Addiction is a word most of us associate with someone else.
It could be someone we love, someone we know, or someone we’ve seen.
I have personally watched people I love battle addiction. And I have had my own thoughts and beliefs as to why they are in the place they are in. It wasn’t until talking with Tim, that my thinking shifted. Instead of thinking it was the choices they’ve made that lead them to where they are today, I now have a new sense of clarity and understanding.
I realize it’s not as simple as choosing the wrong group of friends or walking down the wrong path, but that it starts before any choice is actually made.
It begins with trauma.
The trauma of what should have happened in their lives but didn’t or the things that shouldn’t have happened that did. Hearing Tim frame trauma in this way opened my eyes and helped me realize that every single one of us has experienced trauma. It’s the way we have learned to cope and what we reach for that separates us.
We all reach for something.
For some it could be their work. For some it’s food. For others it can be shopping, relationships, excessive exercise or a substance. And there are hundreds more. We all have them. We all reach for something that our brain has associated as a fix. As a way to escape or numb the pain, stress or trauma in our lives.
Today as I type this, we are all feeling an extra amount of each of these. We are stressed about our health, our finances and our future. We are feeling the pain of loss and disappointment and we are experiencing the trauma of a disruption to a way of life we once knew and a way of life we may never fully see again.
And we are all reaching for something.
Something our brain thinks will fix it. Something we’ve told ourselves will quiet the things running around in our heads and our hearts threatening our sense of peace and security.
When I asked Tim what it was that anyone battling addiction can do to start the path to recovery, he was quick to answer. Tim said, “you can start today by changing your behavior”. He talked about how the way to change your behavior is to disrupt your patterns. And the best way we can disrupt our patterns is by changing the rhythm of our days.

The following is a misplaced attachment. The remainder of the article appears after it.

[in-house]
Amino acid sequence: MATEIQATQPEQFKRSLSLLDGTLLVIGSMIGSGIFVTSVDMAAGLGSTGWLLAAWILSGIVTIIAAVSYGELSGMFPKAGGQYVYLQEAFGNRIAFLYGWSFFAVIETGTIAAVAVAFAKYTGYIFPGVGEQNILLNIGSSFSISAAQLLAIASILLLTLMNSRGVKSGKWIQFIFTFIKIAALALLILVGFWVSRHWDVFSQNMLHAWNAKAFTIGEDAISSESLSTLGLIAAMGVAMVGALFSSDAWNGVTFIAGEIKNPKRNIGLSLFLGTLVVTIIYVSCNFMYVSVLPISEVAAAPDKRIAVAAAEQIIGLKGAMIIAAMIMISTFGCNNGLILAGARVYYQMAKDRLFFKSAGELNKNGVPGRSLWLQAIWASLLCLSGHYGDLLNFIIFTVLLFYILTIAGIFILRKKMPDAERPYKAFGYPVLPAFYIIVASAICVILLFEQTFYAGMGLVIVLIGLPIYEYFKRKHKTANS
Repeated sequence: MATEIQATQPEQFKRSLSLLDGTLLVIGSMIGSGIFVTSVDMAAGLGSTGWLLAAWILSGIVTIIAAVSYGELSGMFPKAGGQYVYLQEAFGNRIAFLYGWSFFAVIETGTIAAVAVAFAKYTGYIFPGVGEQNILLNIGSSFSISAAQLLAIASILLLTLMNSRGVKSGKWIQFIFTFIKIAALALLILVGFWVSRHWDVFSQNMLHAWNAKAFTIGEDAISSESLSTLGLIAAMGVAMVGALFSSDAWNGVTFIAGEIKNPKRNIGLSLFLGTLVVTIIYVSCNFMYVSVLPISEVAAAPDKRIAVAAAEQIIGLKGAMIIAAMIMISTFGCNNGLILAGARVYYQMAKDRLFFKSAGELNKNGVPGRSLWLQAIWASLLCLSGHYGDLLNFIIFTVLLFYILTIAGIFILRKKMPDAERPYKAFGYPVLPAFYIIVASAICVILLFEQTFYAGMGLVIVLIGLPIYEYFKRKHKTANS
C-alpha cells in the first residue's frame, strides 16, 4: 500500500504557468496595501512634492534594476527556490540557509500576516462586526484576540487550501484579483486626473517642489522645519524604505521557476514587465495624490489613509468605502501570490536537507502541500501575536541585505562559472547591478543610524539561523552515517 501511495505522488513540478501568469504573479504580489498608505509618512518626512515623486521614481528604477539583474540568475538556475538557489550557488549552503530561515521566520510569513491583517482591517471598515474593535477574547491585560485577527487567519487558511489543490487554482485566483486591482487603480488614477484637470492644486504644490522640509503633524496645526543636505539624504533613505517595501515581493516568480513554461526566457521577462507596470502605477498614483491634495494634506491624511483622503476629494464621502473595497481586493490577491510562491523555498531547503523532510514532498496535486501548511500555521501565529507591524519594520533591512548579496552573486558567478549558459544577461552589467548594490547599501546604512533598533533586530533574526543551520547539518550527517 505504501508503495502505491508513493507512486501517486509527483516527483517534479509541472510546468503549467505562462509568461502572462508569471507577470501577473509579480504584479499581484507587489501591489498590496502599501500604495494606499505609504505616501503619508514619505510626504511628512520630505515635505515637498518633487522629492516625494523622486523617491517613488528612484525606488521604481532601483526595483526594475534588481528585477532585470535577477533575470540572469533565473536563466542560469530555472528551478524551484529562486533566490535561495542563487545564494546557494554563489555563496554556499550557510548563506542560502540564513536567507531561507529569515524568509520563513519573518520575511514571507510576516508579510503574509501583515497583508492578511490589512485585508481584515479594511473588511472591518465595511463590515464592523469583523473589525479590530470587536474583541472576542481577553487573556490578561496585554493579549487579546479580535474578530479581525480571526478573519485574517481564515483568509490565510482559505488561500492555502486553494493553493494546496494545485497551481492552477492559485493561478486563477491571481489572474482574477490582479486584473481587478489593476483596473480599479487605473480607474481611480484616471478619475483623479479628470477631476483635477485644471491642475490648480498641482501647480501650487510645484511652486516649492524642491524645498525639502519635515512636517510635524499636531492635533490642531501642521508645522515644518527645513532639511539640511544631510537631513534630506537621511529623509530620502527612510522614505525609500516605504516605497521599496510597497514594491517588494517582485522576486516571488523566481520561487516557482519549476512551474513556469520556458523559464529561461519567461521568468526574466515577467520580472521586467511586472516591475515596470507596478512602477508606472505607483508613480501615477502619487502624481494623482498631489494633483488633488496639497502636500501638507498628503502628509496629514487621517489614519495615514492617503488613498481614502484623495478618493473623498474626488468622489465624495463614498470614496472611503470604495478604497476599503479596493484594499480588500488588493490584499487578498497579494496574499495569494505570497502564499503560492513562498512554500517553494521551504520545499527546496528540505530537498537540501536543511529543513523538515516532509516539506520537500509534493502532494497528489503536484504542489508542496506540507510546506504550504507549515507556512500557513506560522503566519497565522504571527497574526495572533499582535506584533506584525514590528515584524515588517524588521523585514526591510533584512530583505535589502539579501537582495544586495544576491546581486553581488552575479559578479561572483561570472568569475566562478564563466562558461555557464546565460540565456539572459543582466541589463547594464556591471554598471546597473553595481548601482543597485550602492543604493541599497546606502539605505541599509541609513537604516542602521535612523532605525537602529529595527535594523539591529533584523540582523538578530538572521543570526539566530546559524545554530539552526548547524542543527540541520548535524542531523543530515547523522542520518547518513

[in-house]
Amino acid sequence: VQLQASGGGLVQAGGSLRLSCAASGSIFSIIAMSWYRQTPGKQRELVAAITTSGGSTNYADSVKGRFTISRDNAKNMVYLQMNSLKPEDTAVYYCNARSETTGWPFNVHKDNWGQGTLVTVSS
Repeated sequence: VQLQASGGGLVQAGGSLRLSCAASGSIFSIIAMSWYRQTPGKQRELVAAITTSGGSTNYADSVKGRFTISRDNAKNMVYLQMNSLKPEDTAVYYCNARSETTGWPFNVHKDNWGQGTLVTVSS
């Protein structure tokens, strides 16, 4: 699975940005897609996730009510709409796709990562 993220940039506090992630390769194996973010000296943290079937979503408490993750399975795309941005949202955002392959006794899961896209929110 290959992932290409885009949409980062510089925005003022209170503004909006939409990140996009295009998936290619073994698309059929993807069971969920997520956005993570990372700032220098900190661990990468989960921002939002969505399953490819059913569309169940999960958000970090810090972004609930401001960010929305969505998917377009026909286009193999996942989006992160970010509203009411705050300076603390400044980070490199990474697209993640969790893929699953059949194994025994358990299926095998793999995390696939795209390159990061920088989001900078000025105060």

The next statement Tim shared will stick me long after this conversation. He said,
“Your behaviors become your habits, And your habits become your lifestyle.”
Isn’t that true? We all have behaviors that have snowballed and become our lifestyle, whether we’d like to admit it or not. Sure, some are more damaging than others, but what we can all agree on is, whatever the behavior is we reach for, it started somewhere and only once we’ve shifted our behaviors, can we begin to go back. To dig in and be open to the trauma that happened in our lives. And once we’ve discovered that, that is when the real change and recovery happens.
While there were gifts Tim gave me through our entire conversation one of the most important and tangible gifts he passed along is the gift of music. After dedicating his life to studying the ways music can play a role within our minds and bodies, Tim is now taking what he’s learned to help others who are battling addiction as well as stress, trauma, physical pain and so much more.
One of the many tools Tim talks about is one I would love for all of us to do today.
Tim talks about how listening to a playlist of three songs can alter the way we think. He says to choose three songs that pump you up, make you smile, and most importantly, make your body want to move. And make a playlist, and title it. Then keep it at the ready. When you find yourself in a place of unease, stress, pain, frustration turn it on and move. Walk to it. Let the rhythm move your body and watch what it will do.
The connection it takes to hear a beat and then match your body to it in an act as simple as walking has the power to alter our mindset. Tim has discovered, through his study of music therapy and experiencing how music has worked in his own life, that music has the power to heal and that is what he’s taking to the world.
After I finished my conversation with Tim, I found myself with a new sense of grace.
Grace for myself and grace for others.
But especially, grace for the people in our lives who are battling a substance addiction of their own. Tim said, “you can’t punish the pain out of them”. He then went on to say,
“Compassion is where the healing begins.”
My hope for us all is that we will begin to look inward and search for what it is we reach for. Because we cannot change a behavior if we are unwilling to admit we have one to begin with. Then after that, as we come across others who battle a substance addiction or other destructive behavior, my hope is that we will be slow to judge, that we will remember that we all have learned to cope with our pain and trauma differently and lastly, and most importantly, that we will extend grace and compassion.